On this blog, we have written a number of times about patent trolls, the patent system and our efforts to change it. Rackspace is increasingly the target of lawsuits filed on behalf of these patent trolls; suits that aim to disrupt our business and extract a tax on innovation. Patent litigation is the fastest-growing part of our operational expenses at Rackspace — faster than salaries, faster than R&D, faster than datacenter energy costs.
In a recent blog post, I issued a call to action to make patent trolls pay. It stemmed from a questionable patent infringement lawsuit filed against Rackspace by a patent troll – a plaintiff calling itself PersonalWeb Technologies – that claims Rackspace infringes on its patents with Rackspace Cloud Servers and by hosting the GitHub code repository (view the complaint here).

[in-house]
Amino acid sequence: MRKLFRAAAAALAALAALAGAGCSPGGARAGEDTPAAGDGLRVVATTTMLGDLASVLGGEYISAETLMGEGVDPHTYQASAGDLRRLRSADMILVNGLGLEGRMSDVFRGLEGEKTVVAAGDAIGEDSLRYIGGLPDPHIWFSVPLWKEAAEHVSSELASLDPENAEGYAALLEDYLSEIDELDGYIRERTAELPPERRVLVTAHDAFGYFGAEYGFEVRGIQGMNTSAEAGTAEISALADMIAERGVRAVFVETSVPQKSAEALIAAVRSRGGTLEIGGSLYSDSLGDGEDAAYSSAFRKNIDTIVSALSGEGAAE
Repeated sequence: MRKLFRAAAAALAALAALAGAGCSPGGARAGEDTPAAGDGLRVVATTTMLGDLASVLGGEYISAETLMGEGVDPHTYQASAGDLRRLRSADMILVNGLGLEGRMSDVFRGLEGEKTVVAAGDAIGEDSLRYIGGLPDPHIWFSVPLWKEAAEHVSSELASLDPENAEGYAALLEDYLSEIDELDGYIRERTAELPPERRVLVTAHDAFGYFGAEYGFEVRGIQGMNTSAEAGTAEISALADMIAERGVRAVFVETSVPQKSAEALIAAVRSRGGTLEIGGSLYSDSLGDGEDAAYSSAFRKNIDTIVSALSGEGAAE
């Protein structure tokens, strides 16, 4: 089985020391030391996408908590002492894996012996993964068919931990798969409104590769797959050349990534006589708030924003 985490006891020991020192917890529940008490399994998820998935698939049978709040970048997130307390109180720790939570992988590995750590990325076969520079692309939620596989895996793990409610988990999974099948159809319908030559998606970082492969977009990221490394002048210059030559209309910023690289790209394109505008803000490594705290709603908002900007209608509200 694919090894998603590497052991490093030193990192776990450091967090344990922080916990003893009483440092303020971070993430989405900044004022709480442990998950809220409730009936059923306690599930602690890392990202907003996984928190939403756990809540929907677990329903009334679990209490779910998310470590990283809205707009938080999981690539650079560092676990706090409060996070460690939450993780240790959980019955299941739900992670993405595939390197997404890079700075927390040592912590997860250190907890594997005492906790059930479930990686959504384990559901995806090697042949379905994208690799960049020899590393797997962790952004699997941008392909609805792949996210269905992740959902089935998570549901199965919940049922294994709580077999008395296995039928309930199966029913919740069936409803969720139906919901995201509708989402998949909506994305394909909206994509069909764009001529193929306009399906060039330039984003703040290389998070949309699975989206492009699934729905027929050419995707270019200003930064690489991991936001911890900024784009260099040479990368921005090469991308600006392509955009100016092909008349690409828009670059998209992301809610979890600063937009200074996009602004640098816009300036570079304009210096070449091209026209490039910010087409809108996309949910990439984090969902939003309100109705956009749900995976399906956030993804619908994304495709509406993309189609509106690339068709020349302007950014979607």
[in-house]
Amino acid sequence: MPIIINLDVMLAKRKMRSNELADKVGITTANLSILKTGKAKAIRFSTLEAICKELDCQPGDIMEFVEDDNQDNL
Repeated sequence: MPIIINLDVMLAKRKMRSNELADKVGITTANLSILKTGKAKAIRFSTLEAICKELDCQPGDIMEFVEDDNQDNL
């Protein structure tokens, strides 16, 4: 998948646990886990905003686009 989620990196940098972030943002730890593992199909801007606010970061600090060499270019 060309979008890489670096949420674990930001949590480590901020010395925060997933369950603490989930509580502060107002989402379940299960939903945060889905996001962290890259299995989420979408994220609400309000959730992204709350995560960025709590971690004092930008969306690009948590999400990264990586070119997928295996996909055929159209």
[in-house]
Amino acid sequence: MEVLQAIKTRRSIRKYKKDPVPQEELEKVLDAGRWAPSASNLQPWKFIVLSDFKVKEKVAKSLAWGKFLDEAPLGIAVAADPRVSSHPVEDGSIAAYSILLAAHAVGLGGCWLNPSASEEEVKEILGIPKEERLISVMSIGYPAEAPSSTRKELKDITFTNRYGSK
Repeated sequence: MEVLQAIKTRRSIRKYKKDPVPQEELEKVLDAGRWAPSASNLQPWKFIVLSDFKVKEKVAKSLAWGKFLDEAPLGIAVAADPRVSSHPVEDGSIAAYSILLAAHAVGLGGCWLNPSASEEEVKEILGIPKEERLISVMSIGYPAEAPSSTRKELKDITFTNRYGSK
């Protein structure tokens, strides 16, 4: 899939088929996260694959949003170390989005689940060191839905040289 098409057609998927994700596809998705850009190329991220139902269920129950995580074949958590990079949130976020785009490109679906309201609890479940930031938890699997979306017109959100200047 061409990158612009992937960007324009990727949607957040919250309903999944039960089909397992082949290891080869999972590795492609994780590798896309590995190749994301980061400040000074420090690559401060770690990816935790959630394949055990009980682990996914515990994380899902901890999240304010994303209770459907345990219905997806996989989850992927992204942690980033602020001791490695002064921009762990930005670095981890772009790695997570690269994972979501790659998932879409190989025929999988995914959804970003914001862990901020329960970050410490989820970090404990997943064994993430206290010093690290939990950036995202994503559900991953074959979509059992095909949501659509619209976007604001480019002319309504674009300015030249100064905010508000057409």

Rackspace has been subjected to yet another patent lawsuit by a patent troll looking for a settlement. In this case, the plaintiff is called PersonalWeb Technologies. This particular lawsuit is not much different than the others, except that it highlights why software patent litigation suppresses innovation, and why Congress and the courts need to improve the system. If it wasn’t such a serious issue we might want to laugh at the irony of it all.